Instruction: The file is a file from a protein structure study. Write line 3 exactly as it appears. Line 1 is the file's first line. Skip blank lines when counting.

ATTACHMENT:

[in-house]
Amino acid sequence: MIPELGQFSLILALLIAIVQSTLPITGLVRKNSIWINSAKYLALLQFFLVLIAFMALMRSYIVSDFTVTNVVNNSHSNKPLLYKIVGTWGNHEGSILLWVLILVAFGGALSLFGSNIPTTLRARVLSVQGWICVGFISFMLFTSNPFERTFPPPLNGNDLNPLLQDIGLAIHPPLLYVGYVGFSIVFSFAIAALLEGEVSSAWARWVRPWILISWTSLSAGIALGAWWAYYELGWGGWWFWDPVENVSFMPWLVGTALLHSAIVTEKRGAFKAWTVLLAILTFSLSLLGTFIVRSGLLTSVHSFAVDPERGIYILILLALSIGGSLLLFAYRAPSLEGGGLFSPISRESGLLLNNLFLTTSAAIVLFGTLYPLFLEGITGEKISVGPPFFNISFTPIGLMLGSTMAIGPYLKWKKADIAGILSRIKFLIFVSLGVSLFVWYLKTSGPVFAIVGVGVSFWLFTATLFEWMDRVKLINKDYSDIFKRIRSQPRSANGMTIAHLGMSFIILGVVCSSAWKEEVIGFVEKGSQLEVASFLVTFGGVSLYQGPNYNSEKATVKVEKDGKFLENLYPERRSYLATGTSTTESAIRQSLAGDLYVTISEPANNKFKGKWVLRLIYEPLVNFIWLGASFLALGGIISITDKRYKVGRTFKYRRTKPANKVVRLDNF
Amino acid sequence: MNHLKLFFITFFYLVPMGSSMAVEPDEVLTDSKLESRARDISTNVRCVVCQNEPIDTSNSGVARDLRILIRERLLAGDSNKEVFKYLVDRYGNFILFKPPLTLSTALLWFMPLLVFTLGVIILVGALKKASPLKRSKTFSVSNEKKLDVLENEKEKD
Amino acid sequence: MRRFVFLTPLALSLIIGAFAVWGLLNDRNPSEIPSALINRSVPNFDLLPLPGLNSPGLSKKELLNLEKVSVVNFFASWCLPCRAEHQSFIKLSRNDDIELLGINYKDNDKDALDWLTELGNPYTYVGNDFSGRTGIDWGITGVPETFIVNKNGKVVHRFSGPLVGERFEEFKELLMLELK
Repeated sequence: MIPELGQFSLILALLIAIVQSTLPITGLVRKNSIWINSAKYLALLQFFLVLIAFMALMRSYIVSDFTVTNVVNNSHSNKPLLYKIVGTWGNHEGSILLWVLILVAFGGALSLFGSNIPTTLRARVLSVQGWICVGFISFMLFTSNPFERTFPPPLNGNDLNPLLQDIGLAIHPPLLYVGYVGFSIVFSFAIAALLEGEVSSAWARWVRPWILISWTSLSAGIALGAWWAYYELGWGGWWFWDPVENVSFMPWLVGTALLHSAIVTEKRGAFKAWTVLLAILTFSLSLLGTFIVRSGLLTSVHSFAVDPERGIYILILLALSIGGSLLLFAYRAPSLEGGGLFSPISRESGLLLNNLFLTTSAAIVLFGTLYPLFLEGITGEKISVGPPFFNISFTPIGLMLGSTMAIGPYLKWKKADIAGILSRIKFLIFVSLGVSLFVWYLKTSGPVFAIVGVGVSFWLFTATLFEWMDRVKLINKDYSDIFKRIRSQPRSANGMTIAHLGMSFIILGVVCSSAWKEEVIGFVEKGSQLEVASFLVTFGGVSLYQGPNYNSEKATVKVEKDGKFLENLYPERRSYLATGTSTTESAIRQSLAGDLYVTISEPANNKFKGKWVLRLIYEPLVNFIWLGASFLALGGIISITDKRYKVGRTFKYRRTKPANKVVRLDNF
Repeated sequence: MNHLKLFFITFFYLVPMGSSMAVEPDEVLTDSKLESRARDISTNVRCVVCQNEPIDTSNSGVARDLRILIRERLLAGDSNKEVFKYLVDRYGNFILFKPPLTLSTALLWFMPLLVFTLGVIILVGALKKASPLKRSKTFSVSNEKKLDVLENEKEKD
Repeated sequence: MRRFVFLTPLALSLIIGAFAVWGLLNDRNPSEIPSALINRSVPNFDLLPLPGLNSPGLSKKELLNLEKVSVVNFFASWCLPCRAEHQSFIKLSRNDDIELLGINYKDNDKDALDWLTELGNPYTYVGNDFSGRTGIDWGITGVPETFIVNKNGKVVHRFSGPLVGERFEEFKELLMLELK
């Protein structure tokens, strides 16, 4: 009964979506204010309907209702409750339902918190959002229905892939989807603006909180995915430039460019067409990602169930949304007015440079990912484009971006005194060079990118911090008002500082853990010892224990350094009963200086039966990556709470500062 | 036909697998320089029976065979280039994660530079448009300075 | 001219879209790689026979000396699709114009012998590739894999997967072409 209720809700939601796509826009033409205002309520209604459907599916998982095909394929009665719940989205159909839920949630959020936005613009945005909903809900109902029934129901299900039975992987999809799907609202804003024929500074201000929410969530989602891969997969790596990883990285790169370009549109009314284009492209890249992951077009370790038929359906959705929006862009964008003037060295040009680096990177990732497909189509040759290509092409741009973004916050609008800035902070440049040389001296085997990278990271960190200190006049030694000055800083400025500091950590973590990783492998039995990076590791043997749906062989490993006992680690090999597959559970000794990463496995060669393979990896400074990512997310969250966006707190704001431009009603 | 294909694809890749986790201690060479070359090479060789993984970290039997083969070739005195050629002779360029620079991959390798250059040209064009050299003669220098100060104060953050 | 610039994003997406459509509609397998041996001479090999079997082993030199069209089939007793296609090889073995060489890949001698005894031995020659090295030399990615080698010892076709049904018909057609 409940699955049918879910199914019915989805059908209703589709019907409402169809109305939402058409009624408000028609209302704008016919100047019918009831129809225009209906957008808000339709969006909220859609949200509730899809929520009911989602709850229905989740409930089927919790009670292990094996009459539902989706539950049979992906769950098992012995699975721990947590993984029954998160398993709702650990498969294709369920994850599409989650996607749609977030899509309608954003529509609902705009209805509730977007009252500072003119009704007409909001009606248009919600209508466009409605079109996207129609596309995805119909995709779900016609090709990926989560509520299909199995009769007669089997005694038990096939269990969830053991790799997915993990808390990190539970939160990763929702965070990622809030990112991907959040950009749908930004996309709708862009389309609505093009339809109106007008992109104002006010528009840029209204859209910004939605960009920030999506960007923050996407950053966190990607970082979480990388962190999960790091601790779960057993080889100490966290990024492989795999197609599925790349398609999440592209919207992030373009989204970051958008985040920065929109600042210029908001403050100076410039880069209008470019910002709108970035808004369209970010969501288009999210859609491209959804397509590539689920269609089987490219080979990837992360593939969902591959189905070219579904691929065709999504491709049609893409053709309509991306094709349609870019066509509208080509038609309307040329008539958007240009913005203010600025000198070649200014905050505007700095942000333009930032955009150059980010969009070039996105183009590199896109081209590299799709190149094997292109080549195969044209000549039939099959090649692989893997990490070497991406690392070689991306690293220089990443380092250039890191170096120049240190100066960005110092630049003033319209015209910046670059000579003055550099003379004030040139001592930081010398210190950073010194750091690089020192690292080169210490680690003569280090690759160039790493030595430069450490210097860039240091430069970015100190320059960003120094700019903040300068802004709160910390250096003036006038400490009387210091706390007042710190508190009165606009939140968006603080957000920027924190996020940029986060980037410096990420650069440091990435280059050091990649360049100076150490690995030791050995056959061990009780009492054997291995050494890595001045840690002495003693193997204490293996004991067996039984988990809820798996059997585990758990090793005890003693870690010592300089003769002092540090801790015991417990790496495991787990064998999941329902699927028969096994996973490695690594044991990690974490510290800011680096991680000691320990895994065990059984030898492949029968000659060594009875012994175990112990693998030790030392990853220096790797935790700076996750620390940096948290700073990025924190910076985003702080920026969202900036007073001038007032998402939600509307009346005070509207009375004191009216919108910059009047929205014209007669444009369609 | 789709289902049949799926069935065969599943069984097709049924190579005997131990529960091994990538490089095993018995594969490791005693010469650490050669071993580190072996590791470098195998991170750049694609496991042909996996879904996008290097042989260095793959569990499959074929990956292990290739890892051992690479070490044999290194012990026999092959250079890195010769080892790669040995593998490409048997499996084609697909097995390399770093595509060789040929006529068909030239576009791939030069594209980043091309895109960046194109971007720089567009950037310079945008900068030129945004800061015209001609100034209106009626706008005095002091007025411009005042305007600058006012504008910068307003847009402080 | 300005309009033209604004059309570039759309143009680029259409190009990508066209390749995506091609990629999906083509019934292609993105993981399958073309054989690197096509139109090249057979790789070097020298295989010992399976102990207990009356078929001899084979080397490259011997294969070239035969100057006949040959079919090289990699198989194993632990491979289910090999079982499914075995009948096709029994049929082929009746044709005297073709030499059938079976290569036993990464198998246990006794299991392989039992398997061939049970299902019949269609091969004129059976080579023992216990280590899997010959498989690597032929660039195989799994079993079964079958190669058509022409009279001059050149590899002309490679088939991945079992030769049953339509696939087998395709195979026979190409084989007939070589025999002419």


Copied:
Amino acid sequence: MNHLKLFFITFFYLVPMGSSMAVEPDEVLTDSKLESRARDISTNVRCVVCQNEPIDTSNSGVARDLRILIRERLLAGDSNKEVFKYLVDRYGNFILFKPPLTLSTALLWFMPLLVFTLGVIILVGALKKASPLKRSKTFSVSNEKKLDVLENEKEKD